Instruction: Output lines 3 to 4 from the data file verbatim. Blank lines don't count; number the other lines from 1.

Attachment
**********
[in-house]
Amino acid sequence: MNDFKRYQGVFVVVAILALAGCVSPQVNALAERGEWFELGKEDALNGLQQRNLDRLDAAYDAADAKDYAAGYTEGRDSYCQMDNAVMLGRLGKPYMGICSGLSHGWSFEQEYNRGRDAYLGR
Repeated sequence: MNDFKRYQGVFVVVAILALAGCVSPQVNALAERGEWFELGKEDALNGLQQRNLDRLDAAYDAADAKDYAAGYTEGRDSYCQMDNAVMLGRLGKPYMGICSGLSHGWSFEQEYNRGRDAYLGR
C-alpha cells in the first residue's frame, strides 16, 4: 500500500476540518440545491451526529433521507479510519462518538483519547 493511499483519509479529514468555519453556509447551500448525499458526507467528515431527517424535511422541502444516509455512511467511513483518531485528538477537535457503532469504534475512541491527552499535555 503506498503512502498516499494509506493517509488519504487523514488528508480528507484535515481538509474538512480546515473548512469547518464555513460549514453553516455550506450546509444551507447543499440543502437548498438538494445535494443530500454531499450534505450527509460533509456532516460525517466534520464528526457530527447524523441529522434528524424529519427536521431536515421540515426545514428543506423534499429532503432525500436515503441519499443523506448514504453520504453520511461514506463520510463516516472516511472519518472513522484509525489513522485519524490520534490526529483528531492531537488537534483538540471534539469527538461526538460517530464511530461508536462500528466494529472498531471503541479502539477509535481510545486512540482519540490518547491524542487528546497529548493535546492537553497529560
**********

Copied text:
Repeated sequence: MNDFKRYQGVFVVVAILALAGCVSPQVNALAERGEWFELGKEDALNGLQQRNLDRLDAAYDAADAKDYAAGYTEGRDSYCQMDNAVMLGRLGKPYMGICSGLSHGWSFEQEYNRGRDAYLGR
C-alpha cells in the first residue's frame, strides 16, 4: 500500500476540518440545491451526529433521507479510519462518538483519547 493511499483519509479529514468555519453556509447551500448525499458526507467528515431527517424535511422541502444516509455512511467511513483518531485528538477537535457503532469504534475512541491527552499535555 503506498503512502498516499494509506493517509488519504487523514488528508480528507484535515481538509474538512480546515473548512469547518464555513460549514453553516455550506450546509444551507447543499440543502437548498438538494445535494443530500454531499450534505450527509460533509456532516460525517466534520464528526457530527447524523441529522434528524424529519427536521431536515421540515426545514428543506423534499429532503432525500436515503441519499443523506448514504453520504453520511461514506463520510463516516472516511472519518472513522484509525489513522485519524490520534490526529483528531492531537488537534483538540471534539469527538461526538460517530464511530461508536462500528466494529472498531471503541479502539477509535481510545486512540482519540490518547491524542487528546497529548493535546492537553497529560